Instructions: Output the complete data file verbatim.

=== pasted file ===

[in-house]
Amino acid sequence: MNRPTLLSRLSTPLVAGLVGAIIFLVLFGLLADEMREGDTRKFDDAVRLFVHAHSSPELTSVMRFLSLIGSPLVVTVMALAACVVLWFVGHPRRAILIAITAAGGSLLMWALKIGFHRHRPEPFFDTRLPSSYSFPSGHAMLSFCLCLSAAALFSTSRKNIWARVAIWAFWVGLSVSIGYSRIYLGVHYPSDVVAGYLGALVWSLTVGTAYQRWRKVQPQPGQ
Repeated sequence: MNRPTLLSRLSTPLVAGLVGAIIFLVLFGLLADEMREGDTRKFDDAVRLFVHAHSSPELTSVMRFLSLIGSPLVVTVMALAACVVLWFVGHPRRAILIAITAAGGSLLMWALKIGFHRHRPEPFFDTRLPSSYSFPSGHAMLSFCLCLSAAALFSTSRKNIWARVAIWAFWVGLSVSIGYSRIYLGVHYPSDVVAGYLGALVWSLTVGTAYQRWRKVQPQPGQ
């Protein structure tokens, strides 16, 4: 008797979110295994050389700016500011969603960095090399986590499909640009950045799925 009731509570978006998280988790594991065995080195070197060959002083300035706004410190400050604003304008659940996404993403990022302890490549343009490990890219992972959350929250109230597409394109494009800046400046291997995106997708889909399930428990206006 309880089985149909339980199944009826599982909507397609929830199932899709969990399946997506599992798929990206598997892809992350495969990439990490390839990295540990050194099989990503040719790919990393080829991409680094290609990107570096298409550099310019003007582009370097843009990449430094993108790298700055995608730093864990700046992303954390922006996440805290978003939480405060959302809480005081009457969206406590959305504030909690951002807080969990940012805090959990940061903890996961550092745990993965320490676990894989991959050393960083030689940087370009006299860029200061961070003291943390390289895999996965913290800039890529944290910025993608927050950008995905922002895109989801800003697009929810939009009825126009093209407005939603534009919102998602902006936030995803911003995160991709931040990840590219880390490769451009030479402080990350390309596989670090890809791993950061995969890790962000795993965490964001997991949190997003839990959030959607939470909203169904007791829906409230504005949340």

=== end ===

[in-house]
Amino acid sequence: MNRPTLLSRLSTPLVAGLVGAIIFLVLFGLLADEMREGDTRKFDDAVRLFVHAHSSPELTSVMRFLSLIGSPLVVTVMALAACVVLWFVGHPRRAILIAITAAGGSLLMWALKIGFHRHRPEPFFDTRLPSSYSFPSGHAMLSFCLCLSAAALFSTSRKNIWARVAIWAFWVGLSVSIGYSRIYLGVHYPSDVVAGYLGALVWSLTVGTAYQRWRKVQPQPGQ
Repeated sequence: MNRPTLLSRLSTPLVAGLVGAIIFLVLFGLLADEMREGDTRKFDDAVRLFVHAHSSPELTSVMRFLSLIGSPLVVTVMALAACVVLWFVGHPRRAILIAITAAGGSLLMWALKIGFHRHRPEPFFDTRLPSSYSFPSGHAMLSFCLCLSAAALFSTSRKNIWARVAIWAFWVGLSVSIGYSRIYLGVHYPSDVVAGYLGALVWSLTVGTAYQRWRKVQPQPGQ
């Protein structure tokens, strides 16, 4: 008797979110295994050389700016500011969603960095090399986590499909640009950045799925 009731509570978006998280988790594991065995080195070197060959002083300035706004410190400050604003304008659940996404993403990022302890490549343009490990890219992972959350929250109230597409394109494009800046400046291997995106997708889909399930428990206006 309880089985149909339980199944009826599982909507397609929830199932899709969990399946997506599992798929990206598997892809992350495969990439990490390839990295540990050194099989990503040719790919990393080829991409680094290609990107570096298409550099310019003007582009370097843009990449430094993108790298700055995608730093864990700046992303954390922006996440805290978003939480405060959302809480005081009457969206406590959305504030909690951002807080969990940012805090959990940061903890996961550092745990993965320490676990894989991959050393960083030689940087370009006299860029200061961070003291943390390289895999996965913290800039890529944290910025993608927050950008995905922002895109989801800003697009929810939009009825126009093209407005939603534009919102998602902006936030995803911003995160991709931040990840590219880390490769451009030479402080990350390309596989670090890809791993950061995969890790962000795993965490964001997991949190997003839990959030959607939470909203169904007791829906409230504005949340």